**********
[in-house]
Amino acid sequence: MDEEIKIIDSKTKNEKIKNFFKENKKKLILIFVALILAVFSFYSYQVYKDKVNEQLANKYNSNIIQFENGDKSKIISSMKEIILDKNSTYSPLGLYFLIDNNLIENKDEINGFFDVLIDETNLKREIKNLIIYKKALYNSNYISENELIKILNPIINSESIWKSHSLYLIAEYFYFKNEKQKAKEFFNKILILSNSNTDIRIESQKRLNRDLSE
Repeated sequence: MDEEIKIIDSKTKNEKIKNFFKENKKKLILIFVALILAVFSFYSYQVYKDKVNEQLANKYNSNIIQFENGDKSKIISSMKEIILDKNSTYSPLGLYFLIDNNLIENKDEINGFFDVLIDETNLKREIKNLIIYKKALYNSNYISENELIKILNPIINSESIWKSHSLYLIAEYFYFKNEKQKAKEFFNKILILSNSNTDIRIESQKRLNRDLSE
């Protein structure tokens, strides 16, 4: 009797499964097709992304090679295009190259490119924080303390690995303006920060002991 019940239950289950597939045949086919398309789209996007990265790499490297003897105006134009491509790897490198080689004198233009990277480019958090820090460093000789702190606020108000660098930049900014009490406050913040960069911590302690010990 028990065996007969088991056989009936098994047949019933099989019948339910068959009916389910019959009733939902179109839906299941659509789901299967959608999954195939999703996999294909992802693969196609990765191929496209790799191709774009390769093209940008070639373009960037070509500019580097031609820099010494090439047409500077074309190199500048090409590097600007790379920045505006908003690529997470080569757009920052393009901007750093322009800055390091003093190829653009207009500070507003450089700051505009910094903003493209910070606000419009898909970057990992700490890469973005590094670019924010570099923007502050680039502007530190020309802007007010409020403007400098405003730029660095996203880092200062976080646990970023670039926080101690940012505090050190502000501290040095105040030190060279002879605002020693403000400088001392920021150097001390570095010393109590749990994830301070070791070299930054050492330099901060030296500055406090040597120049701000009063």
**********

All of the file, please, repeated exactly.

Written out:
[in-house]
Amino acid sequence: MDEEIKIIDSKTKNEKIKNFFKENKKKLILIFVALILAVFSFYSYQVYKDKVNEQLANKYNSNIIQFENGDKSKIISSMKEIILDKNSTYSPLGLYFLIDNNLIENKDEINGFFDVLIDETNLKREIKNLIIYKKALYNSNYISENELIKILNPIINSESIWKSHSLYLIAEYFYFKNEKQKAKEFFNKILILSNSNTDIRIESQKRLNRDLSE
Repeated sequence: MDEEIKIIDSKTKNEKIKNFFKENKKKLILIFVALILAVFSFYSYQVYKDKVNEQLANKYNSNIIQFENGDKSKIISSMKEIILDKNSTYSPLGLYFLIDNNLIENKDEINGFFDVLIDETNLKREIKNLIIYKKALYNSNYISENELIKILNPIINSESIWKSHSLYLIAEYFYFKNEKQKAKEFFNKILILSNSNTDIRIESQKRLNRDLSE
């Protein structure tokens, strides 16, 4: 009797499964097709992304090679295009190259490119924080303390690995303006920060002991 019940239950289950597939045949086919398309789209996007990265790499490297003897105006134009491509790897490198080689004198233009990277480019958090820090460093000789702190606020108000660098930049900014009490406050913040960069911590302690010990 028990065996007969088991056989009936098994047949019933099989019948339910068959009916389910019959009733939902179109839906299941659509789901299967959608999954195939999703996999294909992802693969196609990765191929496209790799191709774009390769093209940008070639373009960037070509500019580097031609820099010494090439047409500077074309190199500048090409590097600007790379920045505006908003690529997470080569757009920052393009901007750093322009800055390091003093190829653009207009500070507003450089700051505009910094903003493209910070606000419009898909970057990992700490890469973005590094670019924010570099923007502050680039502007530190020309802007007010409020403007400098405003730029660095996203880092200062976080646990970023670039926080101690940012505090050190502000501290040095105040030190060279002879605002020693403000400088001392920021150097001390570095010393109590749990994830301070070791070299930054050492330099901060030296500055406090040597120049701000009063």